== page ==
Each month, this space will be dedicated to a library resource or service available free with your Omaha Public Library card.
True or false? You can find EVERYTHING on the Internet.
Though it certainly seems like an Internet search returns a seemingly endless number of results to any given query, there are some bits of information that are not readily available online. Before the Internet, one method of preserving print materials was through the use of microfilm. Microfilm is a length of film, usually stored on rolls, that contains microphotographs of newspapers, magazines or other print documents. While many publications are now digitized and searchable online, there are many more that remain accessible only through microfilm.
A visit to the third floor of the Omaha Public Library’s W. Dale Clark Main Library will yield way to the microfilm room, which houses microfilms of dozens of historical, local newspapers; 7,000-plus reels of census information; Nebraska marriage, cemetery and military records; and so much more. A variety of microfilm readers are also available, including readers that scan microfilm images to a flash drive and readers that print 11- by 17-inch images.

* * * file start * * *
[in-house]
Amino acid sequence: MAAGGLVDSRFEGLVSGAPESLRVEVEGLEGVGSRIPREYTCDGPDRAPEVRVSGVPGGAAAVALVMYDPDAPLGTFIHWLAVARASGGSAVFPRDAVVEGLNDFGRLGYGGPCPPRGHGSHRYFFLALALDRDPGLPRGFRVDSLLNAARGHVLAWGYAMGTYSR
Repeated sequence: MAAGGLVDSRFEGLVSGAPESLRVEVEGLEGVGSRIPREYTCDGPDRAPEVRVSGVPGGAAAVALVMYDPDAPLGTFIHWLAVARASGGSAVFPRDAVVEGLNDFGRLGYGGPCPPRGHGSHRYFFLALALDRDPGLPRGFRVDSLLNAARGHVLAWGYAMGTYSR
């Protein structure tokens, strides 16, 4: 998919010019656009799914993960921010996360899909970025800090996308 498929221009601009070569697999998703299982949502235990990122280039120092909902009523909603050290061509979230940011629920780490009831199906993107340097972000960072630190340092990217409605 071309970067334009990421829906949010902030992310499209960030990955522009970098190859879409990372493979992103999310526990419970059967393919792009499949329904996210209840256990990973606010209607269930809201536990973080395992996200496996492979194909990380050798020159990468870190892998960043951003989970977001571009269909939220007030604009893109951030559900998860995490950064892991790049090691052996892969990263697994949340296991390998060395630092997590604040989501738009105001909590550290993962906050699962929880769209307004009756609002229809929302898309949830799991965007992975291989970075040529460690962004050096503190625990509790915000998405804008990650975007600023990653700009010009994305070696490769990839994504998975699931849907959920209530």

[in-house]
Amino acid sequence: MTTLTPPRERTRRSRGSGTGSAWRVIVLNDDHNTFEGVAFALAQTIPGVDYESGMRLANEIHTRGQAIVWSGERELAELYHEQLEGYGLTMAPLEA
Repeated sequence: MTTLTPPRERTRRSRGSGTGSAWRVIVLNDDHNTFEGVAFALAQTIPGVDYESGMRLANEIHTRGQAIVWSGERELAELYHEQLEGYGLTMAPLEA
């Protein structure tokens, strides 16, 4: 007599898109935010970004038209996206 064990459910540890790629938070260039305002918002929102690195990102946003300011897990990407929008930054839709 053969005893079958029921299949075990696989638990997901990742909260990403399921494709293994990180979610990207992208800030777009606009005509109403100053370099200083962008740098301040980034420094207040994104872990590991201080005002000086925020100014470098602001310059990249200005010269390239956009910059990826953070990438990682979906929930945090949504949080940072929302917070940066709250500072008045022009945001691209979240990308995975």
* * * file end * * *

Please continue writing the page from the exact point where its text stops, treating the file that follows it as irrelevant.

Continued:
Of course, the Omaha World-Herald is available on microfilm dating back to 1889, and is also accessible through digital archives dating back to 1878. Some other publications available on microfilm include the Benson Times (1907-1959), Millard Courier (1897-1918), Omaha Bee (1872-1937) and North Omaha Sun (1958-1983). Beyond newspapers, local researchers can discover a wealth of history in city directories, church records and vital records.
The microfilm room is open to all library patrons, and library staff is happy to help patrons find what they are seeking and get started on the readers.
Research has become more accessible in some ways with the Internet, but for those who may have hit a research roadblock, microfilm may hold the answers not found in a search engine.
Learn more about the available resources at omahalibrary.org, or by visiting W. Dale Clark Main Library, 215 S. 15th St.